To maintain the integrity of these crystals they must interact with the air and the component parts of the air in particular the oxygen. Hence they must be allowed to breathe. It is also essential that any water that gets into the stone is able to evaporate by moving through these spaces until it reaches the surface and can evaporate.
Most importantly and a little considered aspect of stone structure is the interaction between the crystals of the stone and the many millions of bacteria that live in these pores. Research is demonstrating that bacteria would seem to play a vital role in maintaining the integrity of the stone in ways that are understood. In order for these bacteria to survive and prosper the sealant used should be one that does not damage them but possibly promotes their activity.
Different Sealants for Sealing Stone: Acrylic type sealants or waxes should be avoided at all costs because they fill up the pores killing the bacteria and blocking completely the movement of water through the rock. This can ultimately lead to the rock cracking if the underside becomes wet for any reason.
They are also very difficult to remove if excess sealant is applied and not properly removed while still wet.
What you end up with is a covering of sealant on the surface of the stone which discolors and dulls it. The best sealants to use are those based on natural products and made up of fatty acids such as soap. These can be applied in the normal cleaning process to top up the seal and clean at the same time.
Any excess is washed off with pure water. Most importantly these fatty acids fill the spaces but not in a rock hard manner. Because fat is hydrophobic it repels water stopping it penetrating during any spillage so preventing absorption into the rocks and subsequent staining.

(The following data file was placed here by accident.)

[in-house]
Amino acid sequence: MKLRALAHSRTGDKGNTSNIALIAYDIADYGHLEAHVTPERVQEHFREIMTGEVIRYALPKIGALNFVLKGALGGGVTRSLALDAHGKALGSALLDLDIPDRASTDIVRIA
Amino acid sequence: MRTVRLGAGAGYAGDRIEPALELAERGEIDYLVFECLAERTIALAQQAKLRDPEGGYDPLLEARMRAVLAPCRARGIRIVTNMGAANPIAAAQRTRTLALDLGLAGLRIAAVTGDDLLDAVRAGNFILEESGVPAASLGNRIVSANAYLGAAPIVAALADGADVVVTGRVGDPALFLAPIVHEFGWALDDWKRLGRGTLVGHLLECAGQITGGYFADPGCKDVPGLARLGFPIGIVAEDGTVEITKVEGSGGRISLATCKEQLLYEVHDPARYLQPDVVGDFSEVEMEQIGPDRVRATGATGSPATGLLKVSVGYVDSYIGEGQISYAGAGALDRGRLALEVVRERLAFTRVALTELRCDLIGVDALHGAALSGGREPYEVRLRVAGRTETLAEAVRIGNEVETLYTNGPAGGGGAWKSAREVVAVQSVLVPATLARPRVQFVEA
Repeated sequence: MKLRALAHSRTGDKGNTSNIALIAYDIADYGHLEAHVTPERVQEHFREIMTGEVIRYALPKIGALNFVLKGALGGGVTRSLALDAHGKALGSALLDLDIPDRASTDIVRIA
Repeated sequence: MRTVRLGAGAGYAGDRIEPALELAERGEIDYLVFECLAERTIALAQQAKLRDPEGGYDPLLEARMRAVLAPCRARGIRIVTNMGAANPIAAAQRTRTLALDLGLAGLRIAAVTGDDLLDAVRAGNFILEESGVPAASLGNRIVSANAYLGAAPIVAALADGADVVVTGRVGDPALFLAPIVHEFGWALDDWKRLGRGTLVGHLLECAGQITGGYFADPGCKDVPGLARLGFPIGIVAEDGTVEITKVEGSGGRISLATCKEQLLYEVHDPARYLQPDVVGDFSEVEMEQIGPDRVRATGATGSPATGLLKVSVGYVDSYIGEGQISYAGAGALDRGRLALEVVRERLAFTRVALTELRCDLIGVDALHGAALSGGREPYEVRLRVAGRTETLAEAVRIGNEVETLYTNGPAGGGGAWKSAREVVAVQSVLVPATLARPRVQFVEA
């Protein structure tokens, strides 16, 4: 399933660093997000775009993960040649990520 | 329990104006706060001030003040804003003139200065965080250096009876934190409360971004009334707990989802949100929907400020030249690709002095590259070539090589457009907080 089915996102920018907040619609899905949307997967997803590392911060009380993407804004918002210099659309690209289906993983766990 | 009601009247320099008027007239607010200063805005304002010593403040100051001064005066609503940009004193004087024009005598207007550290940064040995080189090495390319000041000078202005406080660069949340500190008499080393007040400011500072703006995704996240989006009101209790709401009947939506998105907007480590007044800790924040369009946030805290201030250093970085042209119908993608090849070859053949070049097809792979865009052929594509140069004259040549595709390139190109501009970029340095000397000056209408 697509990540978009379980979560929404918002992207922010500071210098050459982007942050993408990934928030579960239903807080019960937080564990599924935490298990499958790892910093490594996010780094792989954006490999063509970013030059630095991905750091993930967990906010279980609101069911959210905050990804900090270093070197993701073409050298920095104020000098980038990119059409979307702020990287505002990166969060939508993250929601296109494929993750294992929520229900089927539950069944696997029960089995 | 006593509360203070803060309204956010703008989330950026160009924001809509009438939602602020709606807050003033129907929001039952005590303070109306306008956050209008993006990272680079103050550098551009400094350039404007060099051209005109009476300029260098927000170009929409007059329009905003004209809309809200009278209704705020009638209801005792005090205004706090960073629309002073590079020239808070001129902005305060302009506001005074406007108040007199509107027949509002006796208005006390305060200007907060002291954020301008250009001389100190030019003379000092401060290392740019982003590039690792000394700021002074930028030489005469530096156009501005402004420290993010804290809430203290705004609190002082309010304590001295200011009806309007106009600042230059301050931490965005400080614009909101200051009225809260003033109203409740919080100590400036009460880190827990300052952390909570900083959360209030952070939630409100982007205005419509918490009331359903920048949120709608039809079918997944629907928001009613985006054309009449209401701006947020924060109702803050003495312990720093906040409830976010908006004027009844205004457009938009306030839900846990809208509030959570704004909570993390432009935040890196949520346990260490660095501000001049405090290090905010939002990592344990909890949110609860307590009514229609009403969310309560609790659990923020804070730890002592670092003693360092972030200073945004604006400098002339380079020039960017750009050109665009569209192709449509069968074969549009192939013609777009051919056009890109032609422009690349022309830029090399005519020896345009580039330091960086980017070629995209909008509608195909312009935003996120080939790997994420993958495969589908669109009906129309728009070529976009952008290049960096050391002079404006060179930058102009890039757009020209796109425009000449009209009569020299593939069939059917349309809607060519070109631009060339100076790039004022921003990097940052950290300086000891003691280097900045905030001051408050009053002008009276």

Being semi hard only does not stop the natural movement of water through it so it can still escape by evaporation. Most importantly it encourages the bacterial population by providing another source of nutrient and a comfortable environment in which to live and reproduce.
Why not just waxing instead of sealing your floor? Waxing does not replace the need for sealer on your decorative concrete. Sealer penetrates deep into the pores of your concrete, protecting your surface and maintaining your concrete’s true color.
Unlike sealer, wax is a topical coat that’s designed to be used over a non porous or sealed surface. Waxing protects the top surface by putting a hard acrylic base over the top usually vinyl, laminate, sealed ceramic and porcelain but not the grout. While the sealer protects the actual surface by impregnating the actual surface usually a natural stone.
How does waxing work? Most waxing is acrylic based and when applied will form a cohesive layer of acrylic across your floor. This hard layer of acrylic will serve as a layer or barrier against the extreme conditions surrounding your decorative floor.
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